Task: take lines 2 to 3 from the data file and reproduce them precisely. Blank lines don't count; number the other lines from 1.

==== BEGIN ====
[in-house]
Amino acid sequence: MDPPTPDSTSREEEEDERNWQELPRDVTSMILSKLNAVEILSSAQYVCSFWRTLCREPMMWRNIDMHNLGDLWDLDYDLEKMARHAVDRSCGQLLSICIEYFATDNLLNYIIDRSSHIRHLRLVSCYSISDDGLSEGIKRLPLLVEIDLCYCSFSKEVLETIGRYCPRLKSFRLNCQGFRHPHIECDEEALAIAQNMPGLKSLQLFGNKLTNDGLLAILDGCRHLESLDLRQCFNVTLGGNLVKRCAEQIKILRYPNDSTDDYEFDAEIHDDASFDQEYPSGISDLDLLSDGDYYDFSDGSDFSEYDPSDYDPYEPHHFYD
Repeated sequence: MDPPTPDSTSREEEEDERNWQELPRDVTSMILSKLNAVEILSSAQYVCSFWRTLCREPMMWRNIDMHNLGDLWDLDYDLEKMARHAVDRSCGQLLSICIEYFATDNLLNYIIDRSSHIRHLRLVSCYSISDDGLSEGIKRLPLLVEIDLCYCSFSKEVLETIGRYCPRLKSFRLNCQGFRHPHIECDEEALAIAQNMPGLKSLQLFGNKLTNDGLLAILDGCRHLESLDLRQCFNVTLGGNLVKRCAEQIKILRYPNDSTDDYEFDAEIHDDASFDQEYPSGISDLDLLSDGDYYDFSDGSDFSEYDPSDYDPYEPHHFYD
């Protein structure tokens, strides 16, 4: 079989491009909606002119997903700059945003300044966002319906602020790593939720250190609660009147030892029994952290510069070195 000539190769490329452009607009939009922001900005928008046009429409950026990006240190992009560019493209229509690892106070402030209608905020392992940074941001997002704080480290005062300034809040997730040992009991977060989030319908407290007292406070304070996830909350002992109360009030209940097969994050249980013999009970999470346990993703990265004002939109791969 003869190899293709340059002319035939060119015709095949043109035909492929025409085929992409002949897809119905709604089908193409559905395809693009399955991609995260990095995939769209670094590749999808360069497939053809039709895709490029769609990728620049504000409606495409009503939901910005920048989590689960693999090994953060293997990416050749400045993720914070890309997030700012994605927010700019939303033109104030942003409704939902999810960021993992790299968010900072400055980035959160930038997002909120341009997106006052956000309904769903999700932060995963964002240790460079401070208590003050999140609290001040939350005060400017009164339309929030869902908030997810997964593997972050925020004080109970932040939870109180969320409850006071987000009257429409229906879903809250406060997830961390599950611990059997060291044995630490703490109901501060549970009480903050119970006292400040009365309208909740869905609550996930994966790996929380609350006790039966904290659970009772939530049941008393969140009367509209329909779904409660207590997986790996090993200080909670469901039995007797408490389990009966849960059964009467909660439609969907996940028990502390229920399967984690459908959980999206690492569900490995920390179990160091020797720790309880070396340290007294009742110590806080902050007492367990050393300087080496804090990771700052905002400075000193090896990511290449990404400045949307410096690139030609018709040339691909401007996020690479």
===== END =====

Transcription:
Amino acid sequence: MDPPTPDSTSREEEEDERNWQELPRDVTSMILSKLNAVEILSSAQYVCSFWRTLCREPMMWRNIDMHNLGDLWDLDYDLEKMARHAVDRSCGQLLSICIEYFATDNLLNYIIDRSSHIRHLRLVSCYSISDDGLSEGIKRLPLLVEIDLCYCSFSKEVLETIGRYCPRLKSFRLNCQGFRHPHIECDEEALAIAQNMPGLKSLQLFGNKLTNDGLLAILDGCRHLESLDLRQCFNVTLGGNLVKRCAEQIKILRYPNDSTDDYEFDAEIHDDASFDQEYPSGISDLDLLSDGDYYDFSDGSDFSEYDPSDYDPYEPHHFYD
Repeated sequence: MDPPTPDSTSREEEEDERNWQELPRDVTSMILSKLNAVEILSSAQYVCSFWRTLCREPMMWRNIDMHNLGDLWDLDYDLEKMARHAVDRSCGQLLSICIEYFATDNLLNYIIDRSSHIRHLRLVSCYSISDDGLSEGIKRLPLLVEIDLCYCSFSKEVLETIGRYCPRLKSFRLNCQGFRHPHIECDEEALAIAQNMPGLKSLQLFGNKLTNDGLLAILDGCRHLESLDLRQCFNVTLGGNLVKRCAEQIKILRYPNDSTDDYEFDAEIHDDASFDQEYPSGISDLDLLSDGDYYDFSDGSDFSEYDPSDYDPYEPHHFYD